Refinances surged in early March as homeowners utilized low rates to reduce their monthly payments. But refinance rate locks, a forward-looking measure of refinance activity, had plunged 80% from their peak by mid-April, according to Black Knight Inc., a mortgage information service. The company said that even the steep increase in unemployment in March and April couldn’t explain why refinance activity fell so dramatically.

Fannie-Freddie policies

Industry executives say the tighter underwriting is partly in response to policies put in place by Fannie and Freddie that make it expensive or risky to make certain kinds of mortgages. For instance, Fannie and Freddie said last month they would buy mortgages where the borrower had already entered forbearance. But the mortgage-finance companies excluded cash-out refinances. Mortgage Bankers Association Chief Economist Michael Fratantoni said that prompted many lenders to limit issuance of those products.

Fannie, Freddie and government agencies such as the Federal Housing Administration set standards for the mortgages they’re willing to back. For example, the FHA will insure loans where the borrower has a credit score of as low as 580 with a 3.5% down payment.

However, mortgage lenders sometimes set their own, stricter standards, even if they intend to sell the loans to Fannie or Freddie or have them insured by the FHA. Fannie and Freddie, which have been under the U.S. government’s control since the 2008 financial crisis, buy mortgages from lenders and package them into trillions of dollars of bonds with guarantees that protect investors against the risk of borrowers defaulting.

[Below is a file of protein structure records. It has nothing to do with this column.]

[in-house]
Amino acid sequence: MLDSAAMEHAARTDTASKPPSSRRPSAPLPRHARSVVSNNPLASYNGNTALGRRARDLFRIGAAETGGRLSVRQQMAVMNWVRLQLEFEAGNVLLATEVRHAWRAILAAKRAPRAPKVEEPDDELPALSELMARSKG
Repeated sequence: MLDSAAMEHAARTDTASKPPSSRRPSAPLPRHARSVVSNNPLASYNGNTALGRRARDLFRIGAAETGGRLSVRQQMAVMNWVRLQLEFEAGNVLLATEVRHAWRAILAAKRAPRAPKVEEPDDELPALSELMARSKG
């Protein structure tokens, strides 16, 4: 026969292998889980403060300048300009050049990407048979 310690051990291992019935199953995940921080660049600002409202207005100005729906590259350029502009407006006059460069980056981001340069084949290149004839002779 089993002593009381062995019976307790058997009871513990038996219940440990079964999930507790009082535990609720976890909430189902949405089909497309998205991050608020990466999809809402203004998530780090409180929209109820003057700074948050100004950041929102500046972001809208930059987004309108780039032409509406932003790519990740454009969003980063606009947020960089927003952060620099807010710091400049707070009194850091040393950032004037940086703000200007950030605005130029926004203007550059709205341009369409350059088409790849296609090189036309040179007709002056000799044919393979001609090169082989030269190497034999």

Mortgage credit availability has fallen 26% since the end of February, the Mortgage Bankers Association said in a Thursday statement, citing an index of lending standards. Most of the pain has been for loans not supported by the government. Still, mortgages backstopped by Fannie, Freddie and federal agencies in April did have the toughest credit terms that such loans have had in more than five years.

Servicers’ peril

Many lenders appear to have put restrictions in place in response to the $2.2 trillion stimulus bill that lawmakers passed in March. Under the new law, lenders must let borrowers with government-guaranteed mortgages delay as much as a year’s worth of payments if they were impacted by coronavirus.

Even though they eventually get reimbursed, mortgage servicers are required to advance the missed payments to bond investors. That makes lenders less eager to offer loans to borrowers who they think will need forbearance, such as consumers with low credit scores and those who can only afford minimal down payments.

The MBA’s Fratantoni said the credit crunch has been exacerbated by the reticence of federal regulators to establish a liquidity facility that would help servicers advance payments to bondholders. While Fratantoni said large servicers may not go under, they’re still protecting themselves by tightening mortgage requirements.

“I can’t imagine any lender wanting to be aggressive at all in this environment,” said Moody’s Analytics chief economist Mark Zandi. “It’s how far deep into the bunker are you.”